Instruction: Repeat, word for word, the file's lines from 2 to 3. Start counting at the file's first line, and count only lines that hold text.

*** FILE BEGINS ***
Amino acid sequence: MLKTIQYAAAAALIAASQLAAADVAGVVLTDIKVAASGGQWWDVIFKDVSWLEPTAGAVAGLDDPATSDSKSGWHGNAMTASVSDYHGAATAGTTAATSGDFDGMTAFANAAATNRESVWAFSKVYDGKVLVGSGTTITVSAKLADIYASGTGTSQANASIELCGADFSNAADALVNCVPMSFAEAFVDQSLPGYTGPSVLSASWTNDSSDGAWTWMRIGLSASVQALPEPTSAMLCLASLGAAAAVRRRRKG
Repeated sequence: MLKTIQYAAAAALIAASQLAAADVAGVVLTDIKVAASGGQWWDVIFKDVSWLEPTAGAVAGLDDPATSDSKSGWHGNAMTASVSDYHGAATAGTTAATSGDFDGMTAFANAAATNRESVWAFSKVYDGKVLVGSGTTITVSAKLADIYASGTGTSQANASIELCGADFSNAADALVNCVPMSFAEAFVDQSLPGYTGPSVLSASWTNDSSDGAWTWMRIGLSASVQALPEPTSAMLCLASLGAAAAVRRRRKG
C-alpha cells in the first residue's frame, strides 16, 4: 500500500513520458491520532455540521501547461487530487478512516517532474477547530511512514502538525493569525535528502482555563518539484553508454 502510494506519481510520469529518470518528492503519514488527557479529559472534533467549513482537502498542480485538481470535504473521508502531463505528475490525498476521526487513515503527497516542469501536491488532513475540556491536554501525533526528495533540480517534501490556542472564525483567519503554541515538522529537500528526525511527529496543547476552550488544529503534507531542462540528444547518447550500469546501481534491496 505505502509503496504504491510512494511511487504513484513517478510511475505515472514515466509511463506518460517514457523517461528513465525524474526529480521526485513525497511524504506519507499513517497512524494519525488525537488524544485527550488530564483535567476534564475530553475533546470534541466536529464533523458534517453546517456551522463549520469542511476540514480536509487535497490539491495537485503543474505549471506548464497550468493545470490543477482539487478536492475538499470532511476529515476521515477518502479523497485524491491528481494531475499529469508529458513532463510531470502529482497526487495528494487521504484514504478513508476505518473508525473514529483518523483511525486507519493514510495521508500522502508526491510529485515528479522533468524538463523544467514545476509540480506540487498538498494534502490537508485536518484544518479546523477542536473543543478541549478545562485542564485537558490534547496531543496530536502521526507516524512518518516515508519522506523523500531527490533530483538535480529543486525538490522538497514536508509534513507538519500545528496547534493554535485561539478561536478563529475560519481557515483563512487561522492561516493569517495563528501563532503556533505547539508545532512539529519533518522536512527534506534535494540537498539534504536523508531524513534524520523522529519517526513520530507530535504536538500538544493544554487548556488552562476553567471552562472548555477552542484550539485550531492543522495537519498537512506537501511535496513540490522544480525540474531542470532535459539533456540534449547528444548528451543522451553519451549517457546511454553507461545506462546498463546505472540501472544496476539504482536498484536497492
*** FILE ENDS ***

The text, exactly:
Repeated sequence: MLKTIQYAAAAALIAASQLAAADVAGVVLTDIKVAASGGQWWDVIFKDVSWLEPTAGAVAGLDDPATSDSKSGWHGNAMTASVSDYHGAATAGTTAATSGDFDGMTAFANAAATNRESVWAFSKVYDGKVLVGSGTTITVSAKLADIYASGTGTSQANASIELCGADFSNAADALVNCVPMSFAEAFVDQSLPGYTGPSVLSASWTNDSSDGAWTWMRIGLSASVQALPEPTSAMLCLASLGAAAAVRRRRKG
C-alpha cells in the first residue's frame, strides 16, 4: 500500500513520458491520532455540521501547461487530487478512516517532474477547530511512514502538525493569525535528502482555563518539484553508454 502510494506519481510520469529518470518528492503519514488527557479529559472534533467549513482537502498542480485538481470535504473521508502531463505528475490525498476521526487513515503527497516542469501536491488532513475540556491536554501525533526528495533540480517534501490556542472564525483567519503554541515538522529537500528526525511527529496543547476552550488544529503534507531542462540528444547518447550500469546501481534491496 505505502509503496504504491510512494511511487504513484513517478510511475505515472514515466509511463506518460517514457523517461528513465525524474526529480521526485513525497511524504506519507499513517497512524494519525488525537488524544485527550488530564483535567476534564475530553475533546470534541466536529464533523458534517453546517456551522463549520469542511476540514480536509487535497490539491495537485503543474505549471506548464497550468493545470490543477482539487478536492475538499470532511476529515476521515477518502479523497485524491491528481494531475499529469508529458513532463510531470502529482497526487495528494487521504484514504478513508476505518473508525473514529483518523483511525486507519493514510495521508500522502508526491510529485515528479522533468524538463523544467514545476509540480506540487498538498494534502490537508485536518484544518479546523477542536473543543478541549478545562485542564485537558490534547496531543496530536502521526507516524512518518516515508519522506523523500531527490533530483538535480529543486525538490522538497514536508509534513507538519500545528496547534493554535485561539478561536478563529475560519481557515483563512487561522492561516493569517495563528501563532503556533505547539508545532512539529519533518522536512527534506534535494540537498539534504536523508531524513534524520523522529519517526513520530507530535504536538500538544493544554487548556488552562476553567471552562472548555477552542484550539485550531492543522495537519498537512506537501511535496513540490522544480525540474531542470532535459539533456540534449547528444548528451543522451553519451549517457546511454553507461545506462546498463546505472540501472544496476539504482536498484536497492